- Of the matches where I COULD see direct maternal info, I was surprised at the wide range of origins. Germany, England, Russia, Ireland, Holland, and early U.S. settlers were represented. Doesn’t clarify things much. Clearly, we have some kind of strong MtDNA which has not changed in hundreds or should I say thousands of years.
So all in all, no help for me here although I suppose I have ruled out Native American origins, which were a possibility.
Autosomal DNA – Ancestry DNA – my father
Autosomal DNA is the bulk of one’s DNA, some of it being acquired from the mother, and some from the father. This test was of my father’s autosomal DNA.
Of all the tests, this one definitely led to the closest cousins. My father’s grandparents, Torquil and Sarah MacLean, had 11 children and dozens of grandchildren. So of course I have many second cousins in this line, and my father’s test matched with one of them, a woman about my age in Utah. I hope to get to meet her someday. There were many other third and fourth cousins, with names and locations familiar to me from my father’s Cape Breton family tree, although currently most of the descendants are living all over Canada and the U.S.
My father’s four grandparents were from Cape Breton, Nova Scotia, with Scottish origins in the Lewis and Harris regions on the western islands. So I was a little taken aback, at first, to see Dad’s ancestry come up as 54% Ireland and 41% Great Britain. But on closer inspection, I could see Scotland is included in those two designations. Looking at the shapes on the map, BOTH locations covered portions of Scotland, with the north western islands of Scotland representing the most remote coverage of each area. So it made sense; it easily could represent his Scottish roots.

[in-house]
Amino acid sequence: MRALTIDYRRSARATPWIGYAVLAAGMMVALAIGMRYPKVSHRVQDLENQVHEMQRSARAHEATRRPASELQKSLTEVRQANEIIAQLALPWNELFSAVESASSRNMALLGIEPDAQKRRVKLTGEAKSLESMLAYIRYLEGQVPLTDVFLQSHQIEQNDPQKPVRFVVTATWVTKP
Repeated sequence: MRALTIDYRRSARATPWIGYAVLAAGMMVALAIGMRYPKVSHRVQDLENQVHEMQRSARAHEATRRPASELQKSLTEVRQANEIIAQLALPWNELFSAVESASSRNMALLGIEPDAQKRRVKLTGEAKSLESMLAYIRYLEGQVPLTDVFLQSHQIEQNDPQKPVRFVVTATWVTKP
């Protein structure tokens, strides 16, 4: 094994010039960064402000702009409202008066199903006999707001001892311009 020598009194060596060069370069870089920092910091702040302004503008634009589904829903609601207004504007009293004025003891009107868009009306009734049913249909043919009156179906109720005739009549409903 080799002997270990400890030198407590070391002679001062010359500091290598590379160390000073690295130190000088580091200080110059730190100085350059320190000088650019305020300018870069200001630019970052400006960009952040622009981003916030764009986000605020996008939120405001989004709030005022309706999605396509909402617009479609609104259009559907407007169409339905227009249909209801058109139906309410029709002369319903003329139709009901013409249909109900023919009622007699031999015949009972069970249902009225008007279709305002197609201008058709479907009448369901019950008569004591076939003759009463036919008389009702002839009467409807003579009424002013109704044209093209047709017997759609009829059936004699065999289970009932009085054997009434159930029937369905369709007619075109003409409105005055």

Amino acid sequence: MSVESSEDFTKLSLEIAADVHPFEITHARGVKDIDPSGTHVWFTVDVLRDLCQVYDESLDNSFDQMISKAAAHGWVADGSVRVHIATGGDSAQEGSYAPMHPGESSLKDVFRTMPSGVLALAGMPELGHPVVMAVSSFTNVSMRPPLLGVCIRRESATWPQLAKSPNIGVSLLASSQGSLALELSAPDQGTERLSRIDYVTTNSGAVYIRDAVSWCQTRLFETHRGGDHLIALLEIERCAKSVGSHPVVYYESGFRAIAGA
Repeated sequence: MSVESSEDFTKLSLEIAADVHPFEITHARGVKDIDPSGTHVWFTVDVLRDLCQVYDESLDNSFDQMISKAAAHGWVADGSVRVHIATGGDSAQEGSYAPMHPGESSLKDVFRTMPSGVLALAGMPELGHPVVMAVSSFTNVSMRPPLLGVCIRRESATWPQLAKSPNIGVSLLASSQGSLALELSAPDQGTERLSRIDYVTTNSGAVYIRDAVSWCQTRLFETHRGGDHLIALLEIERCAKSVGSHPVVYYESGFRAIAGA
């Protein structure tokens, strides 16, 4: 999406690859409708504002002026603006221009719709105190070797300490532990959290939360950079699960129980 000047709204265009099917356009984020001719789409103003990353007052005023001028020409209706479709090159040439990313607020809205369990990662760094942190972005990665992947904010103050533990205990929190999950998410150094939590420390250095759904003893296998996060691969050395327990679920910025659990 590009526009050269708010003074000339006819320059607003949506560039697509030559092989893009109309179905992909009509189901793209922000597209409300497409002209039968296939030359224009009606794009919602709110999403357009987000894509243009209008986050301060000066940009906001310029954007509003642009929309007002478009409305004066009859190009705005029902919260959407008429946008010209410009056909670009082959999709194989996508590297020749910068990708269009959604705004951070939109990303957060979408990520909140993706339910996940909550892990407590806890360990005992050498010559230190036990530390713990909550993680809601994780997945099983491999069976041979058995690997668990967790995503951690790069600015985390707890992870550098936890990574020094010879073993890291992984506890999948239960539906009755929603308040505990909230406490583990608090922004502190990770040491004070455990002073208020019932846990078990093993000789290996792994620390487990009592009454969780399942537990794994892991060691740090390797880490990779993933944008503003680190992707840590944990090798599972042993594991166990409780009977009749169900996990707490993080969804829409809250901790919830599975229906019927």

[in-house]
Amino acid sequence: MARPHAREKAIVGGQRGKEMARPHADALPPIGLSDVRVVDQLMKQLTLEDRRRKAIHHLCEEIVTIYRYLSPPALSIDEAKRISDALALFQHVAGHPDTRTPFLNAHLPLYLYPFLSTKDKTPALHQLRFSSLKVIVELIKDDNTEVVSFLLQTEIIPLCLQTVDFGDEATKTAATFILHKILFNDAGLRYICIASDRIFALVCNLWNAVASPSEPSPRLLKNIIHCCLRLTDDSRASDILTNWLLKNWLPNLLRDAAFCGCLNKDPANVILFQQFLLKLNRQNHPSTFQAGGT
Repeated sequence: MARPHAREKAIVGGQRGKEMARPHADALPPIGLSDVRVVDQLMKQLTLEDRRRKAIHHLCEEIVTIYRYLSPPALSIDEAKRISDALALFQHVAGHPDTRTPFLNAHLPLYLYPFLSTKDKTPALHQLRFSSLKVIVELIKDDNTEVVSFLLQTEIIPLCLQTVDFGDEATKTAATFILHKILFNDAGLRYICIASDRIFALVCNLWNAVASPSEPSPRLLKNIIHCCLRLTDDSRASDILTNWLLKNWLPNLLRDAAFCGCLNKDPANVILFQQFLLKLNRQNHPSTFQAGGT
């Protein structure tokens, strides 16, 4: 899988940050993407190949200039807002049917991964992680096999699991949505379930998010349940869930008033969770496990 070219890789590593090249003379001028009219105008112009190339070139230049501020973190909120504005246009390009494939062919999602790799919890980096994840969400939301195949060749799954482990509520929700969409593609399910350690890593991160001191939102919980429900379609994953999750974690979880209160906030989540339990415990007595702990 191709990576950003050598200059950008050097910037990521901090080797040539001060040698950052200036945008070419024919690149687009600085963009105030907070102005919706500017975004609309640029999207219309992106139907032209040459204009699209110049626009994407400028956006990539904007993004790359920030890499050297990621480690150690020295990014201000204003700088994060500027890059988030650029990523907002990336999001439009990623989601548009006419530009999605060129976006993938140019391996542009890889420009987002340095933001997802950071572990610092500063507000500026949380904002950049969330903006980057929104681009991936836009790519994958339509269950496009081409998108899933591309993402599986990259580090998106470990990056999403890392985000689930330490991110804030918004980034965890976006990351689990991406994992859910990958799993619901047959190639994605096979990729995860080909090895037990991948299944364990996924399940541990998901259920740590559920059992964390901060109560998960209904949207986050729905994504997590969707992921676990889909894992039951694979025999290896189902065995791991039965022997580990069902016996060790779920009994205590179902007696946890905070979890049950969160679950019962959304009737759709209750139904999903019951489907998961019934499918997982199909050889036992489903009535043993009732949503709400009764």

Autosomal DNA – Ancestry DNA – my mother
My first surprise with Ancestry DNA is that when they alerted me that results were in, and I looked, there was almost nothing there. Oh well, I thought, that’s not so good. But surprisingly, a few days later I looked again and there was far more to see. And then I looked again two days after that, and there was even more. Apparently, the data must be present for a while before the matching starts to show.
Mom was 99% European, mostly British with some Irish, but I suppose some of the British/Irish originates in Scotland.